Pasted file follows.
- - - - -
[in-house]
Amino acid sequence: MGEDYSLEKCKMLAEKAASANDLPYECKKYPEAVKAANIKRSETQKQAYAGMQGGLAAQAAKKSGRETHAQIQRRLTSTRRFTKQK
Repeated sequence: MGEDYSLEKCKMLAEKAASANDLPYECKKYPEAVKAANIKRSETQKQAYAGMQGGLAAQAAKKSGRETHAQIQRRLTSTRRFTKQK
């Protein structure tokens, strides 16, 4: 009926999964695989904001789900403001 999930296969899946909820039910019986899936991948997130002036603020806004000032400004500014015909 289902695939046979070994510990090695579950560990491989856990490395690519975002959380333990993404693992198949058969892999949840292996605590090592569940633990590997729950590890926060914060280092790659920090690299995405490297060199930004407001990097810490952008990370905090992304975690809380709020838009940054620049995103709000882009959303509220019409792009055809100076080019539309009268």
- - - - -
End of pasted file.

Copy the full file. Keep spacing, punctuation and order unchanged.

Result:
[in-house]
Amino acid sequence: MGEDYSLEKCKMLAEKAASANDLPYECKKYPEAVKAANIKRSETQKQAYAGMQGGLAAQAAKKSGRETHAQIQRRLTSTRRFTKQK
Repeated sequence: MGEDYSLEKCKMLAEKAASANDLPYECKKYPEAVKAANIKRSETQKQAYAGMQGGLAAQAAKKSGRETHAQIQRRLTSTRRFTKQK
């Protein structure tokens, strides 16, 4: 009926999964695989904001789900403001 999930296969899946909820039910019986899936991948997130002036603020806004000032400004500014015909 289902695939046979070994510990090695579950560990491989856990490395690519975002959380333990993404693992198949058969892999949840292996605590090592569940633990590997729950590890926060914060280092790659920090690299995405490297060199930004407001990097810490952008990370905090992304975690809380709020838009940054620049995103709000882009959303509220019409792009055809100076080019539309009268």